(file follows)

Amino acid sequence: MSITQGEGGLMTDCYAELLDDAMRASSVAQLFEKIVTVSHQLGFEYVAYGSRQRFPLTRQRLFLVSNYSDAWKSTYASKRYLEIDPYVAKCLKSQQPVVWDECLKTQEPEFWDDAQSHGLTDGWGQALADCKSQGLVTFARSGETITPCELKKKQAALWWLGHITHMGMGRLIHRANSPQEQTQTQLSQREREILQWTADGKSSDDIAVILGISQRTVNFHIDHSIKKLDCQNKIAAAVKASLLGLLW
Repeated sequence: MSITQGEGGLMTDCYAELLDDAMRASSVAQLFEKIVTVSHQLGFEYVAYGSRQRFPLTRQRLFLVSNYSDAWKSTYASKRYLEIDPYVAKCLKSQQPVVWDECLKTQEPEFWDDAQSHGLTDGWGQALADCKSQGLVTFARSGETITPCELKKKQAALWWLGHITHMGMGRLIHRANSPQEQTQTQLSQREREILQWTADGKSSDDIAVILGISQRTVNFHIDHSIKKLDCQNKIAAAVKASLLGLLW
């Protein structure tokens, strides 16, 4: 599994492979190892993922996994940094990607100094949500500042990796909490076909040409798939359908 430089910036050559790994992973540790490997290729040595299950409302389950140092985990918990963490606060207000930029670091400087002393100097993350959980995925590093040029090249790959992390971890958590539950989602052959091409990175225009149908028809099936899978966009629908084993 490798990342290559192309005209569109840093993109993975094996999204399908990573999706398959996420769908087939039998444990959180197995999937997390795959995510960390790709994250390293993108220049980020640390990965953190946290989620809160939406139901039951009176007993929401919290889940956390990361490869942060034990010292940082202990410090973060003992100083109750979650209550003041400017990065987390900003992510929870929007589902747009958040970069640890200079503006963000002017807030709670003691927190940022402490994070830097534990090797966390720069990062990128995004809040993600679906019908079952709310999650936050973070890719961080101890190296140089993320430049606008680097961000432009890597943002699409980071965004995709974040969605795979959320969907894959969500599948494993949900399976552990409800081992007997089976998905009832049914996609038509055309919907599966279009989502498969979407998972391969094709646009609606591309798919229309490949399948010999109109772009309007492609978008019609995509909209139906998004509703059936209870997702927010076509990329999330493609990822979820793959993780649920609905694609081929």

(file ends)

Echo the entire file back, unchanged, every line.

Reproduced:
Amino acid sequence: MSITQGEGGLMTDCYAELLDDAMRASSVAQLFEKIVTVSHQLGFEYVAYGSRQRFPLTRQRLFLVSNYSDAWKSTYASKRYLEIDPYVAKCLKSQQPVVWDECLKTQEPEFWDDAQSHGLTDGWGQALADCKSQGLVTFARSGETITPCELKKKQAALWWLGHITHMGMGRLIHRANSPQEQTQTQLSQREREILQWTADGKSSDDIAVILGISQRTVNFHIDHSIKKLDCQNKIAAAVKASLLGLLW
Repeated sequence: MSITQGEGGLMTDCYAELLDDAMRASSVAQLFEKIVTVSHQLGFEYVAYGSRQRFPLTRQRLFLVSNYSDAWKSTYASKRYLEIDPYVAKCLKSQQPVVWDECLKTQEPEFWDDAQSHGLTDGWGQALADCKSQGLVTFARSGETITPCELKKKQAALWWLGHITHMGMGRLIHRANSPQEQTQTQLSQREREILQWTADGKSSDDIAVILGISQRTVNFHIDHSIKKLDCQNKIAAAVKASLLGLLW
């Protein structure tokens, strides 16, 4: 599994492979190892993922996994940094990607100094949500500042990796909490076909040409798939359908 430089910036050559790994992973540790490997290729040595299950409302389950140092985990918990963490606060207000930029670091400087002393100097993350959980995925590093040029090249790959992390971890958590539950989602052959091409990175225009149908028809099936899978966009629908084993 490798990342290559192309005209569109840093993109993975094996999204399908990573999706398959996420769908087939039998444990959180197995999937997390795959995510960390790709994250390293993108220049980020640390990965953190946290989620809160939406139901039951009176007993929401919290889940956390990361490869942060034990010292940082202990410090973060003992100083109750979650209550003041400017990065987390900003992510929870929007589902747009958040970069640890200079503006963000002017807030709670003691927190940022402490994070830097534990090797966390720069990062990128995004809040993600679906019908079952709310999650936050973070890719961080101890190296140089993320430049606008680097961000432009890597943002699409980071965004995709974040969605795979959320969907894959969500599948494993949900399976552990409800081992007997089976998905009832049914996609038509055309919907599966279009989502498969979407998972391969094709646009609606591309798919229309490949399948010999109109772009309007492609978008019609995509909209139906998004509703059936209870997702927010076509990329999330493609990822979820793959993780649920609905694609081929």